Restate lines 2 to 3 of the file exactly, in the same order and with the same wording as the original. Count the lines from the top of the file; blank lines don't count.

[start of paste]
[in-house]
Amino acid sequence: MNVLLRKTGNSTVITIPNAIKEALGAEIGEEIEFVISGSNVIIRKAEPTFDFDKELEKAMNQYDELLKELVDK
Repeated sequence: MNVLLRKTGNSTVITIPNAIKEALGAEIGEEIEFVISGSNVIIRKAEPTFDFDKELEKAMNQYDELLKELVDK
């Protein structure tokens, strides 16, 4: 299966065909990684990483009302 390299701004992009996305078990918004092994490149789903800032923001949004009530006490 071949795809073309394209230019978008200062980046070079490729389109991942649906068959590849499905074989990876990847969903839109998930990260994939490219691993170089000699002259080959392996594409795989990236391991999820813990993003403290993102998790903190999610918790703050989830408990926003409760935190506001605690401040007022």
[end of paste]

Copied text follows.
Amino acid sequence: MNVLLRKTGNSTVITIPNAIKEALGAEIGEEIEFVISGSNVIIRKAEPTFDFDKELEKAMNQYDELLKELVDK
Repeated sequence: MNVLLRKTGNSTVITIPNAIKEALGAEIGEEIEFVISGSNVIIRKAEPTFDFDKELEKAMNQYDELLKELVDK